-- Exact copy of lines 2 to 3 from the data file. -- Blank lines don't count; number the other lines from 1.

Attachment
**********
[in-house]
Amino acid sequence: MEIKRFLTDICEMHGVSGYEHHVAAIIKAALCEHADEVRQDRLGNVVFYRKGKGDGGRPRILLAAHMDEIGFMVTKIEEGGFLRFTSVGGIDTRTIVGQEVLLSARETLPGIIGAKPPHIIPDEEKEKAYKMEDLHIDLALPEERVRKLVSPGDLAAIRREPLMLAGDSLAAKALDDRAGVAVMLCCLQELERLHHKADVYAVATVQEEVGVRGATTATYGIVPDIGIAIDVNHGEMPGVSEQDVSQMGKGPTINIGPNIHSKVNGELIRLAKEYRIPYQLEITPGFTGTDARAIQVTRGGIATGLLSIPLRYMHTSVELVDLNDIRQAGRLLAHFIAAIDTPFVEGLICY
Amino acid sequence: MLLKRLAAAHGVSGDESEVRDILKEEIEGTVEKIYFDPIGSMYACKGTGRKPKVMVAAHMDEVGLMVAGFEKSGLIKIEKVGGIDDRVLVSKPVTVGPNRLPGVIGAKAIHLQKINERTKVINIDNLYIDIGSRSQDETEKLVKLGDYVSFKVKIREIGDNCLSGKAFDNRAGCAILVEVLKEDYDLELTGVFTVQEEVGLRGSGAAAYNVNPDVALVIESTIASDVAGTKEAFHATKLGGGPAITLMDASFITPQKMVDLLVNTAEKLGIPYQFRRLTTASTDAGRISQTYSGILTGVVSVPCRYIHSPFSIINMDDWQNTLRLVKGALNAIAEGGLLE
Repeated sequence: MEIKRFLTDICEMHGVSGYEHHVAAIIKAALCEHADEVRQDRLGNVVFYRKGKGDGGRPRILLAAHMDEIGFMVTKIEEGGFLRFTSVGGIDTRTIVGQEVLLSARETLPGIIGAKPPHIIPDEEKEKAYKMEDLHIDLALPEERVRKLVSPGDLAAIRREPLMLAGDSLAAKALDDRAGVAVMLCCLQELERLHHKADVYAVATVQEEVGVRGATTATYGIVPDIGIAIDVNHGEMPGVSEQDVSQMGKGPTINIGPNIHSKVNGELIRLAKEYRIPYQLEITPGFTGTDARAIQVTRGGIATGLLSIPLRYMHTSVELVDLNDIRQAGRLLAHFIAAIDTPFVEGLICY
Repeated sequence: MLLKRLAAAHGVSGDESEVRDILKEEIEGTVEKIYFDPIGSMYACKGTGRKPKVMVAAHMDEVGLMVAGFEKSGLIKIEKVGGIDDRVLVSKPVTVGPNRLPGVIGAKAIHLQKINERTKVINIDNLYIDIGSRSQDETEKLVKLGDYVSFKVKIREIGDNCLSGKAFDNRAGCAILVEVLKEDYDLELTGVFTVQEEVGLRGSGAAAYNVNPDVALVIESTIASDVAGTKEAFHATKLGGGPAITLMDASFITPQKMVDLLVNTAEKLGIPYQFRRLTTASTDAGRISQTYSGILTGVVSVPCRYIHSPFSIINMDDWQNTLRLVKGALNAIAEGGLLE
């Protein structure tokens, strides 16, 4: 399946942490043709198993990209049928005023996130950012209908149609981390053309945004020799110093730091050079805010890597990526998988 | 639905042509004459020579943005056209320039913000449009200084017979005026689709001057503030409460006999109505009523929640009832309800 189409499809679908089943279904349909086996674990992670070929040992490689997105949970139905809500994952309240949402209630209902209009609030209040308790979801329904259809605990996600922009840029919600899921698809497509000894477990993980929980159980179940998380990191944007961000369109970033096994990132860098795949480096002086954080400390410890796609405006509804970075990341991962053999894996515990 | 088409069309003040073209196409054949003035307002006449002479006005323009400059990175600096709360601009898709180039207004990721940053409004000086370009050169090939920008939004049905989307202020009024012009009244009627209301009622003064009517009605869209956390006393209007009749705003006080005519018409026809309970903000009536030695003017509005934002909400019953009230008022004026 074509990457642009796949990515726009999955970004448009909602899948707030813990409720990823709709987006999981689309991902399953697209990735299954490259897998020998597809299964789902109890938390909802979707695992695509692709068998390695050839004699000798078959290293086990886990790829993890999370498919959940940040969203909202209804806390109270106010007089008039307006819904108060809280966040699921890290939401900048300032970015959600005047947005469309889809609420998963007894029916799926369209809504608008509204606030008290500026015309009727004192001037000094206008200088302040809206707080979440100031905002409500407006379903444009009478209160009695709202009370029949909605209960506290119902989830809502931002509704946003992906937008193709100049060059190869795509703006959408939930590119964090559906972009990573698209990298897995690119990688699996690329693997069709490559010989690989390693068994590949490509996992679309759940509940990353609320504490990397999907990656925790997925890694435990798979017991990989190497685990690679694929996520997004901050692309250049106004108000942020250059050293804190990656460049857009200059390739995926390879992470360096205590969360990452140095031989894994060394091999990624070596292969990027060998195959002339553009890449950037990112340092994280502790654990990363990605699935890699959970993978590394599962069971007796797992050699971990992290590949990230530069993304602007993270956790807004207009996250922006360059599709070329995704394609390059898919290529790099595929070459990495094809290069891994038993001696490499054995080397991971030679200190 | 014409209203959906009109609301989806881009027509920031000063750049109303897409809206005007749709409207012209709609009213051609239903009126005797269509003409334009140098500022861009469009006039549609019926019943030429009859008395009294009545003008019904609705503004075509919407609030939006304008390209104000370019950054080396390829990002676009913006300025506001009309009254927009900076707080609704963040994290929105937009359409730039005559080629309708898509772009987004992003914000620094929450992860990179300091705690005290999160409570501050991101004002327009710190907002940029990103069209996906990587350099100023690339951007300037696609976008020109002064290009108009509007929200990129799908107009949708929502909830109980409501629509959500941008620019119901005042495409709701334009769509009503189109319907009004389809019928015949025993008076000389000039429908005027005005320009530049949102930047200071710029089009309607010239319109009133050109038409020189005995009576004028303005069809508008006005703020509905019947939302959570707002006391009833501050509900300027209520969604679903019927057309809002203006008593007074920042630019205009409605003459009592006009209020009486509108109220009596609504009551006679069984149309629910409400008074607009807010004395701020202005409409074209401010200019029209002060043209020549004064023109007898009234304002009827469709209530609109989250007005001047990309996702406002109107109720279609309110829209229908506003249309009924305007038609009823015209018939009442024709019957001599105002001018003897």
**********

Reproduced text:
Amino acid sequence: MEIKRFLTDICEMHGVSGYEHHVAAIIKAALCEHADEVRQDRLGNVVFYRKGKGDGGRPRILLAAHMDEIGFMVTKIEEGGFLRFTSVGGIDTRTIVGQEVLLSARETLPGIIGAKPPHIIPDEEKEKAYKMEDLHIDLALPEERVRKLVSPGDLAAIRREPLMLAGDSLAAKALDDRAGVAVMLCCLQELERLHHKADVYAVATVQEEVGVRGATTATYGIVPDIGIAIDVNHGEMPGVSEQDVSQMGKGPTINIGPNIHSKVNGELIRLAKEYRIPYQLEITPGFTGTDARAIQVTRGGIATGLLSIPLRYMHTSVELVDLNDIRQAGRLLAHFIAAIDTPFVEGLICY
Amino acid sequence: MLLKRLAAAHGVSGDESEVRDILKEEIEGTVEKIYFDPIGSMYACKGTGRKPKVMVAAHMDEVGLMVAGFEKSGLIKIEKVGGIDDRVLVSKPVTVGPNRLPGVIGAKAIHLQKINERTKVINIDNLYIDIGSRSQDETEKLVKLGDYVSFKVKIREIGDNCLSGKAFDNRAGCAILVEVLKEDYDLELTGVFTVQEEVGLRGSGAAAYNVNPDVALVIESTIASDVAGTKEAFHATKLGGGPAITLMDASFITPQKMVDLLVNTAEKLGIPYQFRRLTTASTDAGRISQTYSGILTGVVSVPCRYIHSPFSIINMDDWQNTLRLVKGALNAIAEGGLLE